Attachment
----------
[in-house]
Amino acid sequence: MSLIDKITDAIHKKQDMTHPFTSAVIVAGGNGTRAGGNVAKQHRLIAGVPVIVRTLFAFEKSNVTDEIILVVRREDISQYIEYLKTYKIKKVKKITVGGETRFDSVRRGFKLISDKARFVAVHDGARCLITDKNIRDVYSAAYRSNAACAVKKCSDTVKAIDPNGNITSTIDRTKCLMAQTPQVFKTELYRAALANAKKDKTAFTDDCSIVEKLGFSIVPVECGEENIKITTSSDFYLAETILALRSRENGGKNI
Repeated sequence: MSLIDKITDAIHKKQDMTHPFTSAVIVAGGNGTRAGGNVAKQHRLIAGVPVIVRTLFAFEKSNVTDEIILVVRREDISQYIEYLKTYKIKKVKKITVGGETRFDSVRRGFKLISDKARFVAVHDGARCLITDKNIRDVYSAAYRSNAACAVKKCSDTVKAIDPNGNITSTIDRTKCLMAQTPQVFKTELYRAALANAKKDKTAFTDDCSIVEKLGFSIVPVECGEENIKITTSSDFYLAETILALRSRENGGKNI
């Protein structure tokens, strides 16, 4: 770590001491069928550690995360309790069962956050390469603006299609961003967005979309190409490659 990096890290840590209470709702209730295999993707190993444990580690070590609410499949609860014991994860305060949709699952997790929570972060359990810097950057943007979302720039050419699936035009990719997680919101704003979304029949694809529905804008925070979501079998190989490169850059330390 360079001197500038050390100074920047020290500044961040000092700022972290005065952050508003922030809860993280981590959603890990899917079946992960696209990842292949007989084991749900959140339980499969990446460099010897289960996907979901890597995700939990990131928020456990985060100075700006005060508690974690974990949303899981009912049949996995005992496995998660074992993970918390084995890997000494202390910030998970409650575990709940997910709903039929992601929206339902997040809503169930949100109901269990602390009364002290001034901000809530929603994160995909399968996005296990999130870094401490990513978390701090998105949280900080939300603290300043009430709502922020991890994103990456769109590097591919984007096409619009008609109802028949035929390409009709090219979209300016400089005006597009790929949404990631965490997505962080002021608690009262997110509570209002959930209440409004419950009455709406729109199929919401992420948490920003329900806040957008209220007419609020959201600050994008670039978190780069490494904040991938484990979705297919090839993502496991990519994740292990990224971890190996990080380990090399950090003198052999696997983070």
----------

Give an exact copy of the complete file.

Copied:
[in-house]
Amino acid sequence: MSLIDKITDAIHKKQDMTHPFTSAVIVAGGNGTRAGGNVAKQHRLIAGVPVIVRTLFAFEKSNVTDEIILVVRREDISQYIEYLKTYKIKKVKKITVGGETRFDSVRRGFKLISDKARFVAVHDGARCLITDKNIRDVYSAAYRSNAACAVKKCSDTVKAIDPNGNITSTIDRTKCLMAQTPQVFKTELYRAALANAKKDKTAFTDDCSIVEKLGFSIVPVECGEENIKITTSSDFYLAETILALRSRENGGKNI
Repeated sequence: MSLIDKITDAIHKKQDMTHPFTSAVIVAGGNGTRAGGNVAKQHRLIAGVPVIVRTLFAFEKSNVTDEIILVVRREDISQYIEYLKTYKIKKVKKITVGGETRFDSVRRGFKLISDKARFVAVHDGARCLITDKNIRDVYSAAYRSNAACAVKKCSDTVKAIDPNGNITSTIDRTKCLMAQTPQVFKTELYRAALANAKKDKTAFTDDCSIVEKLGFSIVPVECGEENIKITTSSDFYLAETILALRSRENGGKNI
């Protein structure tokens, strides 16, 4: 770590001491069928550690995360309790069962956050390469603006299609961003967005979309190409490659 990096890290840590209470709702209730295999993707190993444990580690070590609410499949609860014991994860305060949709699952997790929570972060359990810097950057943007979302720039050419699936035009990719997680919101704003979304029949694809529905804008925070979501079998190989490169850059330390 360079001197500038050390100074920047020290500044961040000092700022972290005065952050508003922030809860993280981590959603890990899917079946992960696209990842292949007989084991749900959140339980499969990446460099010897289960996907979901890597995700939990990131928020456990985060100075700006005060508690974690974990949303899981009912049949996995005992496995998660074992993970918390084995890997000494202390910030998970409650575990709940997910709903039929992601929206339902997040809503169930949100109901269990602390009364002290001034901000809530929603994160995909399968996005296990999130870094401490990513978390701090998105949280900080939300603290300043009430709502922020991890994103990456769109590097591919984007096409619009008609109802028949035929390409009709090219979209300016400089005006597009790929949404990631965490997505962080002021608690009262997110509570209002959930209440409004419950009455709406729109199929919401992420948490920003329900806040957008209220007419609020959201600050994008670039978190780069490494904040991938484990979705297919090839993502496991990519994740292990990224971890190996990080380990090399950090003198052999696997983070």